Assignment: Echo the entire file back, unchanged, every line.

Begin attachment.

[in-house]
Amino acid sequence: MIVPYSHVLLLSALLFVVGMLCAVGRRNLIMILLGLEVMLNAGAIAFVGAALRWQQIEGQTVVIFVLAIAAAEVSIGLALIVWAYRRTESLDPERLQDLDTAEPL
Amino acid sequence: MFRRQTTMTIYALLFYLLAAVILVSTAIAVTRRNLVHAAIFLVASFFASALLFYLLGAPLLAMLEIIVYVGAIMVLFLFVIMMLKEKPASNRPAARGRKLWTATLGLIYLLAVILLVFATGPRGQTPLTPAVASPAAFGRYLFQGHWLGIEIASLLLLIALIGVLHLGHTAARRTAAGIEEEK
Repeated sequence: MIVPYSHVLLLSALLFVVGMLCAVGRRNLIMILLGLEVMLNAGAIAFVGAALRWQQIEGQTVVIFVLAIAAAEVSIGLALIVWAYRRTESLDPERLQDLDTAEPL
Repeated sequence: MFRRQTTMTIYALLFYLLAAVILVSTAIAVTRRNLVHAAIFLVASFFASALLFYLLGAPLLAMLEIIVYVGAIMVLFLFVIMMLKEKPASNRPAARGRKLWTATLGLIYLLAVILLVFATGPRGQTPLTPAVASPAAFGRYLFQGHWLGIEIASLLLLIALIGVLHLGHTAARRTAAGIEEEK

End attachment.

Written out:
[in-house]
Amino acid sequence: MIVPYSHVLLLSALLFVVGMLCAVGRRNLIMILLGLEVMLNAGAIAFVGAALRWQQIEGQTVVIFVLAIAAAEVSIGLALIVWAYRRTESLDPERLQDLDTAEPL
Amino acid sequence: MFRRQTTMTIYALLFYLLAAVILVSTAIAVTRRNLVHAAIFLVASFFASALLFYLLGAPLLAMLEIIVYVGAIMVLFLFVIMMLKEKPASNRPAARGRKLWTATLGLIYLLAVILLVFATGPRGQTPLTPAVASPAAFGRYLFQGHWLGIEIASLLLLIALIGVLHLGHTAARRTAAGIEEEK
Repeated sequence: MIVPYSHVLLLSALLFVVGMLCAVGRRNLIMILLGLEVMLNAGAIAFVGAALRWQQIEGQTVVIFVLAIAAAEVSIGLALIVWAYRRTESLDPERLQDLDTAEPL
Repeated sequence: MFRRQTTMTIYALLFYLLAAVILVSTAIAVTRRNLVHAAIFLVASFFASALLFYLLGAPLLAMLEIIVYVGAIMVLFLFVIMMLKEKPASNRPAARGRKLWTATLGLIYLLAVILLVFATGPRGQTPLTPAVASPAAFGRYLFQGHWLGIEIASLLLLIALIGVLHLGHTAARRTAAGIEEEK